LDC-Nepal is a Nepalese non-profit service organization that seeks to improve the situation of local language communities in Nepal. We have been involved in this work since 2001. Our vision is that Nepal’s ethnic communities become empowered to use their own languages as well as Nepali as a means to improve their educational, social, political, economic, and cultural situation.
We act as a resource to a number of civic and government agencies as well as implementing our own programs. We began with the Tharu language group and have since moved on to work with six other language groups.
What we believe
We believe that using the local language in adult literacy and children’s education plays a crucial role in transforming communities.
We believe that development is most effectively implemented in partnership with the community.
We believe in networking with organizations also committed to utilizing the rich linguistic resources of Nepal.
What this looks like
LDC-Nepal builds awareness with minority language communities about the importance of using their language in basic education. Once a language community is convinced of the need for a literacy project, a partnership may be formed with LDC-Nepal. LDC-Nepal assists the community through all stages of the project, from identifying a desired end to formulating a plan to achieve that end, and enables the community to acquire the necessary skills to sustain and report on the project.
Community learning centres are usually the first thing to be established. These centres house educational activities and discussion groups, strengthening the community’s decision-making process by creating a new space to resolve issues and reshape lives. Activities that occur in these community learning centres include income generation skills workshops, literacy classes, youth club meetings, teacher training, and other community events.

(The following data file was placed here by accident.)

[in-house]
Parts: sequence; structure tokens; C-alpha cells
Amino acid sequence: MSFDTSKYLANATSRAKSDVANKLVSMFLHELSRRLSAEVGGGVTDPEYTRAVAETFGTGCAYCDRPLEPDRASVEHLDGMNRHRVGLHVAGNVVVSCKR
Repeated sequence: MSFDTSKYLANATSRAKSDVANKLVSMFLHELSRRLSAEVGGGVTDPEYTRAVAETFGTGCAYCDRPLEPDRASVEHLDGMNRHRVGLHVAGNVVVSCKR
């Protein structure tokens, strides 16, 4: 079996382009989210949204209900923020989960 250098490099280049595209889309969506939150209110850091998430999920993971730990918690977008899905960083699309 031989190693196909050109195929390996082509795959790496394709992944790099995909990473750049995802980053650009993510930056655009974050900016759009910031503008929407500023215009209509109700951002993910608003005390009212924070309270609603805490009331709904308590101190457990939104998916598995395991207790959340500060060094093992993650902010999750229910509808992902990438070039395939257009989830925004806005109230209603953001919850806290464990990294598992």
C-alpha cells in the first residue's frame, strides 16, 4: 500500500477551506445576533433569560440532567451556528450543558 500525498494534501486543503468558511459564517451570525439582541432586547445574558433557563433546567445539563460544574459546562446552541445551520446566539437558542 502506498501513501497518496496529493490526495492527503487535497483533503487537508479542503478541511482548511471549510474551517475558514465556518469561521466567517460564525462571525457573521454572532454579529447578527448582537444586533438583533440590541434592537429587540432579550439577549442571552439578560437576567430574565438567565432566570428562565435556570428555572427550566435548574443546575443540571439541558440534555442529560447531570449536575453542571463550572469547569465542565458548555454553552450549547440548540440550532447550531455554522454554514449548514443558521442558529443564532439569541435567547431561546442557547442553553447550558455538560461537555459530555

One of the key activities we are involved in is orthography development, or creating standard writing systems for languages with which we work. Many of the languages we work with do not have an agreed-upon alphabet, much less a standardized form of written communication. Establishing a standardized way of writing a language is key to teaching people how to read and write.
These activities not only strengthen the community’s ability to resolve their own problems and improve their situation but enables them to participate in nationwide conversations, decision-making, and governance. As Nepal is currently in a period of transition, the input of minority groups is key to guiding the country toward the establishment of a stable, inclusive democracy.